In 2016, about 246,660 women will be diagnosed with invasive breast cancer. An additional 61,000 women will be diagnosed with non-invasive breast cancer.
An estimated 40,890 breast cancer deaths (40,450 women and 440 men) are expected in 2016.
Breast cancer is the leading cause of cancer-related deaths in women younger than age 40.
Several large studies have shown that younger age at diagnosis is associated with higher risk of relapse and death.
Women under age 40 have poorer outcome from breast cancer likely associated with more aggressive tumor biology and delays in diagnosis (no routine breast cancer screening in women younger than 40).
The 5-year relative survival rate is lower among women diagnosed with breast cancer before age 40 (84%) compared to women diagnosed at 40 years of age or older (90%). This may be due to tumors diagnosed at younger ages being more aggressive and/or less responsive to treatment.
The American Cancer Society 2015 Guideline recommends the following:
a. Women ages 40 to 44 should have the choice to start annual breast cancer screening with mammograms if they wish to do so.
b. Women age 45 to 54 should get mammograms every year.
c. Women 55 and older can switch to mammograms every 2 years, or can continue yearly screening.
d. Screening should continue as long as a woman is in good health and is expected to live at least 10 more years.
If you have a significant family history of breast cancer or ovarian cancer, you need to be evaluated and followed by a breast specialist. These are red flags for a potential genetic (BRCA1 or 2) or familial source of breast cancer. You need to have a thorough evaluation of your family history and potentially need to start high-risk screening at a younger age than 40. You also need to discuss risk reduction options with a breast specialist. While family history can increase your risk of developing breast cancer, more than 85% of women who get breast cancer do NOT have a family history of this disease.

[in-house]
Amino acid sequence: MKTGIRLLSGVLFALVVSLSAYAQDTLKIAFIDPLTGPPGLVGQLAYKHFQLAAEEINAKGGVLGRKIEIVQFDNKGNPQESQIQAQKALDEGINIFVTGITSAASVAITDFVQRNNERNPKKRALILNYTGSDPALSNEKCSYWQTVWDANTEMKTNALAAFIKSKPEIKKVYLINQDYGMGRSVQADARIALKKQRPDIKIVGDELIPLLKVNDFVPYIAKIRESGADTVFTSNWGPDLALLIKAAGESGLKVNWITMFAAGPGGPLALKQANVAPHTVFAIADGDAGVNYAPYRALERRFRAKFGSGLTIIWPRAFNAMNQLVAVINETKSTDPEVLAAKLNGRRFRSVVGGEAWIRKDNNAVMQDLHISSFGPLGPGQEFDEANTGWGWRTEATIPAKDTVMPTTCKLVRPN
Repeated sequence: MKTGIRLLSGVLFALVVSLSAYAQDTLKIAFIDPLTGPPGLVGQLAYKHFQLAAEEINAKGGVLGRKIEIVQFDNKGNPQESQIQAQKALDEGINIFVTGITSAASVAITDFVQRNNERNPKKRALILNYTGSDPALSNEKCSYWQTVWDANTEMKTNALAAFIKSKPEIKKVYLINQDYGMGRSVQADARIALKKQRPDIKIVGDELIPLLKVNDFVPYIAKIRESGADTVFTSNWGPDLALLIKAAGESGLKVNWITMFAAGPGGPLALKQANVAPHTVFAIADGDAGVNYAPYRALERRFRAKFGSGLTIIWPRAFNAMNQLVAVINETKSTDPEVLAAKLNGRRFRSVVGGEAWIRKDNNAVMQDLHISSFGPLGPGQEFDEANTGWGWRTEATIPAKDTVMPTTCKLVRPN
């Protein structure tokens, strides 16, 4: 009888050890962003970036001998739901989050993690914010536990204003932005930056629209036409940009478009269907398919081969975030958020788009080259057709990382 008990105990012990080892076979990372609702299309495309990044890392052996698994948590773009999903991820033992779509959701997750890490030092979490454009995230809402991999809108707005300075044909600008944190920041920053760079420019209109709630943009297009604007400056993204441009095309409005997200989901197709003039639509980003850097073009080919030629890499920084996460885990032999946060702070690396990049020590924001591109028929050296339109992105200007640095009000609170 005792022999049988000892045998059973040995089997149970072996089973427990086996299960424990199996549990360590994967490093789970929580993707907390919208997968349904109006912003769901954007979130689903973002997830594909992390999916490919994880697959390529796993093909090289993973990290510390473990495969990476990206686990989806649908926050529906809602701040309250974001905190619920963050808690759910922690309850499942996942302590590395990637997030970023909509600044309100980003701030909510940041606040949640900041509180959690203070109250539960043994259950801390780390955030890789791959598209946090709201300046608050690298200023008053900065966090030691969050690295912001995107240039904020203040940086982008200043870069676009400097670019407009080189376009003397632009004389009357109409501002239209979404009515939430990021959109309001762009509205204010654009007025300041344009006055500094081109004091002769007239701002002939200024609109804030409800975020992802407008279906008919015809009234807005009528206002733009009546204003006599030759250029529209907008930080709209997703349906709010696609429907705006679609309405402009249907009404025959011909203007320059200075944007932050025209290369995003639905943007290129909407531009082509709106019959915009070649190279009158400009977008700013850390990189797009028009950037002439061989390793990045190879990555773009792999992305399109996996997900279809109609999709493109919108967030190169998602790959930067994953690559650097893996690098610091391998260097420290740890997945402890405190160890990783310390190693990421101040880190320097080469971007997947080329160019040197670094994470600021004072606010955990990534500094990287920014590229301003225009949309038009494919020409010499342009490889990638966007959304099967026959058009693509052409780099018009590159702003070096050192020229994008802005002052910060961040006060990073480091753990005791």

If you feel a lump in your breast, see a change in the shape of the breast or have spontaneous nipple discharge, you should have it evaluated no matter what your age is.
Mammography is the gold standard imaging modality for early detection of breast cancer. It is the only imaging modality shown to provide a survival advantage of approximately 30% for women diagnosed with breast cancer. This is related to the fact that mammograms can identify cancers before they become symptomatic.
Ultrasound and MRI are used in addition to mammography for evaluating abnormalities on exam or mammogram, but they do NOT replace the mammogram. These imaging modalities are also used as additional tools in the management of women at high risk for developing breast cancer
A woman with cancer in one breast has an increased risk of developing a new cancer in the other breast or in another part of the same breast. (This is different from a recurrence of the first cancer.) This risk is even higher if breast cancer was diagnosed at a younger age.
Diet, exercise and healthy living help reduce the risk of developing breast cancer. With so much about breast cancer that is out of our control, these are the aspects of life we can influence.
Know your risk: The earlier a breast cancer is diagnosed, the better the long term outcome.